ASTHMA and COVID-19
For people with asthma, ensure that your asthma is as stable as possible. This means taking your inhaled steroids and other routine medications regularly as prescribed. Having a relieving inhaler is also important if your asthma worsens.
- Ensure that you have a sufficient supply of your medication at home and order in plenty of time to ensure they do not run out. Do not over stock.
- If you have been prescribed a nebuliser, continue to use it as directed. Public Health England do not consider nebulisation to be a viral droplet generating procedure and it is not considered an aerosol generating procedure for COVID-19.
- With the increasing number of COVID-19 cases, you may feel more concerned or anxious. Strong emotion can trigger an asthma attack and your mental health and wellbeing is paramount. Review the mental health organisation UK coronavirus help advice page.
- Stop smoking. It has been shown that current smoking is associated with a greater risk of severe complications from COVID-19.
It is still unclear whether asthma is a risk factor for COVID-19 and COVID-19 related complications. However, viruses are a common cause of asthma exacerbations. You are advised to follow all the recommended precautions by Public Health England including social distancing and shielding when appropriate. There is no evidence that inhaled steroids increase the risk of getting COVID-19, so please continue with your inhalers.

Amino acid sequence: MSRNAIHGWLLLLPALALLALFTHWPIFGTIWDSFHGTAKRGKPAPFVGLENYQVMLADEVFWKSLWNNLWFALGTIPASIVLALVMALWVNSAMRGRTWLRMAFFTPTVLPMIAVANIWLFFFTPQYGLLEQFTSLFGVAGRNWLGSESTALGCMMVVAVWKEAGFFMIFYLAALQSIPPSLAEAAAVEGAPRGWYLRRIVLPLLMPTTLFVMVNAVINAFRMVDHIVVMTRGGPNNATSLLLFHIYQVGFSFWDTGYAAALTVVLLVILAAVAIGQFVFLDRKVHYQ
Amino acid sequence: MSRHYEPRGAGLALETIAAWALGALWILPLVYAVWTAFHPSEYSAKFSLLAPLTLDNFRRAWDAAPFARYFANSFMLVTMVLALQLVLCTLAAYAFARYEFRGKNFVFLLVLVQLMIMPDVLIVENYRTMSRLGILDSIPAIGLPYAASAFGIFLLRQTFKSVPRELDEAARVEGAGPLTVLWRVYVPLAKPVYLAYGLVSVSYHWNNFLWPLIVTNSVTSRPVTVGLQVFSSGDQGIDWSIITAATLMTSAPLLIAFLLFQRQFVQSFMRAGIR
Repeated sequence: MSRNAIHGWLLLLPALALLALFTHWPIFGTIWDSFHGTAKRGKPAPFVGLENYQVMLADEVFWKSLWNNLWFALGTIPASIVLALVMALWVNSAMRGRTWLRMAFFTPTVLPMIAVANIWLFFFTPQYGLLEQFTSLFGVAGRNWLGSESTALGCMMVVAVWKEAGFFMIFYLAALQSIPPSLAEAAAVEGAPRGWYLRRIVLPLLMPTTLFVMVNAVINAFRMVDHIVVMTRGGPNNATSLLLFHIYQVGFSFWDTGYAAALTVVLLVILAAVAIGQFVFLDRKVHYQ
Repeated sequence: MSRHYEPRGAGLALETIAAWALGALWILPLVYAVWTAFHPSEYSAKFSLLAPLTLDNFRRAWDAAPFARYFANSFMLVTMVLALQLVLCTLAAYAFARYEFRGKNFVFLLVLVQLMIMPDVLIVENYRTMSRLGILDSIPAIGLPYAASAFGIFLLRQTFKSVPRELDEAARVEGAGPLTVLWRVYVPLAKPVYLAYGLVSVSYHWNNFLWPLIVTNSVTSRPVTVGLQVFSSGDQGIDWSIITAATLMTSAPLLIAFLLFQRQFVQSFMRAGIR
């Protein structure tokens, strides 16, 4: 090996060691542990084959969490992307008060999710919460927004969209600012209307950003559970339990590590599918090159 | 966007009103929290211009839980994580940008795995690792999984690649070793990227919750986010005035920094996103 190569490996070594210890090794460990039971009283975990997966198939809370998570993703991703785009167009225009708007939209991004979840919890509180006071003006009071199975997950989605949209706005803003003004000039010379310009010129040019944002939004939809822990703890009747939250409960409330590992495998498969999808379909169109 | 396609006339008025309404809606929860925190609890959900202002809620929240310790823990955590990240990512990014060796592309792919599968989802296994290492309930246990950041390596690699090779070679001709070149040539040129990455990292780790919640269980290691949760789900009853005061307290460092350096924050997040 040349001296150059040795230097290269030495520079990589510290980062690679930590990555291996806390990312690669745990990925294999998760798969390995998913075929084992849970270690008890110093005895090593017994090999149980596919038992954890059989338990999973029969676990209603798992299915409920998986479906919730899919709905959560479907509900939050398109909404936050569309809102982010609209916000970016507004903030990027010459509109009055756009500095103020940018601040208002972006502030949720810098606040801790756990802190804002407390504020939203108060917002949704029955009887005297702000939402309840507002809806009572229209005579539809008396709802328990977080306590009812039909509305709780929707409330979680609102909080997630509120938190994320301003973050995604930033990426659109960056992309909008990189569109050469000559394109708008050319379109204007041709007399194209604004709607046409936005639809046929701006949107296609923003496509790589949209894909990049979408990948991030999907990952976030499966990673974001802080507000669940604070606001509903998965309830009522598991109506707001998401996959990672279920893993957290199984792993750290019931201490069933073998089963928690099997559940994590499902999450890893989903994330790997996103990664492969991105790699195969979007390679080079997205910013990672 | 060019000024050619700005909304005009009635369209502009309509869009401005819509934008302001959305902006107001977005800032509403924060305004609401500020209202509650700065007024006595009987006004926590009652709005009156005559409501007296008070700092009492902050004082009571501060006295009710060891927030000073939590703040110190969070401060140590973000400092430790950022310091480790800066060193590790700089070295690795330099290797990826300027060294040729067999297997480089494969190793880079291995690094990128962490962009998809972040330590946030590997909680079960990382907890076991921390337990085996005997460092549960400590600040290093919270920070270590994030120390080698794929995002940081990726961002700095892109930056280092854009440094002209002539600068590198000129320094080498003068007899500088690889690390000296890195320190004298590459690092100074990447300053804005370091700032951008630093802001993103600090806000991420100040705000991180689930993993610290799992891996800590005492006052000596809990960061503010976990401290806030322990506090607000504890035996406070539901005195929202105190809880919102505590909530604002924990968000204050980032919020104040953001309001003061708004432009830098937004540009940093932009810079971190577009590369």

If you experience an exacerbation of asthma, you must continue to take your medication as advised and contact your General Practitioner to organise a telephone or video consultation. If a course of steroids is required, it should not be withheld. Antibiotics would be added if the sputum is thick, changes colour or increases.
COVID-19 presents with similar symptoms to an asthma attack with a cough and shortness of breath, however, if you have a high temperature, tiredness, change in taste or smell and are also wheezy then these symptoms are more likely to suggest COVID-19.
For patients on steroids, they should continue to take them at their prescribed dose as stopping steroids can be harmful.
If you become unwell then you should contact The London General Practice on 020 7935 1000, or dial 111 or 999 and you may need to increase the steroid dose appropriately.
If you have severe asthma and become unwell during the COVID-19 pandemic, you must inform your hospital asthma team.
If you are receiving biological therapies for asthma you should not stop these as there is no evidence that these suppress immunity.
The London General Practice